In the 1950s, my grandfather built a cabin in a tiny mountain town with his own hands. He meticulously chose the plot because the creek ran right through the property. The cabin is nothing fancy, but every child in my family has poked her head over the railing of the loft to smell pancakes frying for breakfast and hear the crackling of the fire in the wood burning stove. My mom and my uncles and my cousins have all fished in that creek and hiked in those woods and built forts among those aspen trees.
All my life, I’ve traveled to that little cabin. My aunt and uncle and one of my cousins were married in the adjacent meadow. One of my boys learned to crawl on the wrap-around deck. Innumerable card games have been played near the picture window. And more late-night secrets have been whispered under that A-frame roof than I can count.
My mom spent her childhood summers at the cabin. She took me to visit when I was a little girl. And now I bring my three kids there on repeat to escape the hustle and bustle and turn off the Wifi for a few days. It’s the place where we go to recalibrate, reflect, and most of all reconnect. It’s where we spend as much time as possible reading on the porch or napping in a hammock, all with the babble of the snowmelt creek as our background music.
My family’s cabin is so meaningful because seventy years ago, my grandfather chose to create a tradition to repeat for his young family. Little did he know, it was the love letter he left for generations to come.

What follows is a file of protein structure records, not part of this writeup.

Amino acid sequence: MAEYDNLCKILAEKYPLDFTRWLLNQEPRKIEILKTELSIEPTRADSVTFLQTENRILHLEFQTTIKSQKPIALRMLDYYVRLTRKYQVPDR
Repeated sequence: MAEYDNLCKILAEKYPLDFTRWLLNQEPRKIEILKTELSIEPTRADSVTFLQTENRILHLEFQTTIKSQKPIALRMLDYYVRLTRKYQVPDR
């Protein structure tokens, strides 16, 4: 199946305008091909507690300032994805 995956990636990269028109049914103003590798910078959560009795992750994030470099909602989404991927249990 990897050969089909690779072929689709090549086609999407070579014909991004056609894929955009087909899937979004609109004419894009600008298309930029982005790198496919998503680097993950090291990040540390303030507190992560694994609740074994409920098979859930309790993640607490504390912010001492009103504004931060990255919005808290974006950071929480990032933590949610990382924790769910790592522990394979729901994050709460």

Why are traditions important?
Traditions foster a sense of belonging and comfort. They serve as an avenue for creating lasting memories for our families and friends. And traditions offer an excellent context for meaningful pause and reflection. Traditions are an ever-constant in fast-paced, changing world. And maybe most of all, traditions provide something steady and reliable when things around us might be alienating and confusing.
Angel Fire Resort could be the tradition you create for your family.
Not all of us have grandfathers building mountain cabins, but we can all choose the childhood experiences we want for our kids.
Your kids could create a memory this year. A memory of the first ski run they ever completed on their own. Or the best snowball fight ever. Or lots of laughs over late-night board games and hot chocolate (with extra marshmallows, of course).
Redundancy has a lot of value for families. Returning to a resort that you’ve already visited can feel like coming home. You know which restaurant you like the best, where to find the best views, and which ski run is your favorite.
But the most important thing is that finding a vacation spot to return to creates stability and structure for your children. Kids experience new teachers, classrooms, and classmates every year. So there’s comfort in returning to their favorite ski resort and knowing what to expect.
Even if you’ve been to Angel Fire before, there’s always something new to discover and enjoy. You’ll make new memories each time you come back.
Visit. Have fun. Repeat.
Angel Fire is your family’s first resort because of its accessibility and affordability. But it’s also the one you keep returning to for the sake of tradition.